Real-Life Horror #5: High-rise Terrors
When I worked at TV Guide
in the early 1960s, I was on the 28th floor of the Sperry-Rand Building (at 1290 Sixth Avenue). The CBS building had just been constructed across the street. It was nicknamed Black Rock because the building was clad in unpolished Canadian black granite. One day I looked out the window and saw a small crack in the granite on the 27th floor. Some days later, I noticed it had widened. Just when I was beginning to wonder if I should report my observations, a scaffold was lowered, and three guys in suits and ties nervously climbed out a window, making a scary transfer to the scaffold. Later, a huge metal bolt was put in the crack, maybe to keep granite from falling to the street. Exactly how the final repair was accomplished I never knew. Years later, I learned that certain sidewalks in Manhattan have temporary coverings not because construction is underway but because pieces of buildings are falling off.
There were only three offices on the 28th floor: TV Guide
, Martin Ransohoff Productions and Jac Holzman's Elektra Records, with its subsidiaries Nonesuch Records and Nonesuch Films. One day I asked Holzman what films Nonesuch Films had made, and he said, "Nonesuch." When some kind of construction work was going on inside Elektra, I heard an odd sound, turned and saw a drill coming through the wall toward my head. I backed away.
Around the corner from the elevators was a door that obviously did not lead to Ransohoff, Elektra or TV Guide
. I became curious, and one day I turned the doorknob, realized it was unlocked, opened the door and gasped in amazement.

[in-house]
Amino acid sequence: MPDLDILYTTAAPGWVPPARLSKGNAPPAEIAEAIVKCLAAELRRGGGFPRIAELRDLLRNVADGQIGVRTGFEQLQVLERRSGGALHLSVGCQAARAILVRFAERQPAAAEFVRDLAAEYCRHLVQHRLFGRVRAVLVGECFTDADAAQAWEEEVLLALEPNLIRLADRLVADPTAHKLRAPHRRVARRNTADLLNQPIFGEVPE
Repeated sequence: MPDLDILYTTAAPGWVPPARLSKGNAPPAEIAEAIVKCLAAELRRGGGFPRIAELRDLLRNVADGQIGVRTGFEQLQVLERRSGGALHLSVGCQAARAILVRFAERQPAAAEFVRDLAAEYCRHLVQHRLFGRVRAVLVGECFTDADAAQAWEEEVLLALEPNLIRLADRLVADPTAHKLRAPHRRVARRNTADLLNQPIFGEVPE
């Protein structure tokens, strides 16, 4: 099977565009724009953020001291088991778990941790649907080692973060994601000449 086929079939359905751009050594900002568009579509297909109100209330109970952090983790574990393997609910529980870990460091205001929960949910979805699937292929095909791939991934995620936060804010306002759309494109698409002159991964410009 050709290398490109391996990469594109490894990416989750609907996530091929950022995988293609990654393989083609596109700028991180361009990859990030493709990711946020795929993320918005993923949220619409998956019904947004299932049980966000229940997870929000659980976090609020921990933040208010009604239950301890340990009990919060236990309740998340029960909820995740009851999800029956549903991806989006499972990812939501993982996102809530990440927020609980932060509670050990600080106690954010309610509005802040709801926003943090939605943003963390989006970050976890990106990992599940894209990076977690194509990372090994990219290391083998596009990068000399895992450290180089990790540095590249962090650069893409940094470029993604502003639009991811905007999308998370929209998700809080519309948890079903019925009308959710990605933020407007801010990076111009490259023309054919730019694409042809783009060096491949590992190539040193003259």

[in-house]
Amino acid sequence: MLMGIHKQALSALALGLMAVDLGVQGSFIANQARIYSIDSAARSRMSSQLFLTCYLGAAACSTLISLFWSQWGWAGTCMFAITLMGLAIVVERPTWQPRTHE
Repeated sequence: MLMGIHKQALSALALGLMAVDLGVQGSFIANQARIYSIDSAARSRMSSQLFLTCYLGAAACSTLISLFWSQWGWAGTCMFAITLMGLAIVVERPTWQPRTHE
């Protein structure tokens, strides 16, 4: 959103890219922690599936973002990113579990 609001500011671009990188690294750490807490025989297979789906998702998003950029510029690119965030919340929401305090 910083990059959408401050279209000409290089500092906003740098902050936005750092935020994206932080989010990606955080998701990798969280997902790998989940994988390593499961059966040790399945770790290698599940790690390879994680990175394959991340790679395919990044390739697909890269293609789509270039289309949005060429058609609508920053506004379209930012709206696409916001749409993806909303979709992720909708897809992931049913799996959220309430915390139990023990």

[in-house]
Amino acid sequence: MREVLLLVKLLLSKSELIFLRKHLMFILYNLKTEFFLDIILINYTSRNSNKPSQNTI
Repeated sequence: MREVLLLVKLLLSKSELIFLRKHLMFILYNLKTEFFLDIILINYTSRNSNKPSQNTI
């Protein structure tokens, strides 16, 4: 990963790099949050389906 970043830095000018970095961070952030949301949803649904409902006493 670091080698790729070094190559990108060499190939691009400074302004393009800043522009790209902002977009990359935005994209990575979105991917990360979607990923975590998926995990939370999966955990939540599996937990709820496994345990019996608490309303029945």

The door opened into a gigantic airshaft about 30 feet across. I stepped out onto a tiny platform with a waist-high railing. With one hand I clutched the railing. I was standing inside the airshaft, and I took care not to let the door close behind me, keeping my other hand on the doorknob. What if it closed... and then locked? In retrospect, the situation looked like it could have been a scene from Die Hard
. Wind swirled as I looked up toward the top of the building and down into darkness. There was nothing to see but other small platforms off in the distance. I stepped back inside and closed the door.
Every so often I recalled the moment of standing on that tiny ledge inside the immense interior. It had been like stepping into an alternate world from the brightly lit hallway. No one else ever seemed interested in the door, even when I described what I had seen. When the coffee cart rolled from the elevator, we stood in line in the hallway, and I would glance at the door, knowing the world beyond. I was haunted by that memory, and a month later, I opened the door again. This time was different. The wind was much stronger. Holding the door, I stepped out with only one foot. The intensity of the wind was such that I wondered if I could be suddenly sucked into the airshaft. With that fearful thought, I quickly stepped back into the hallway and never opened the door again.
Labels: die hard, holzman, real-life horror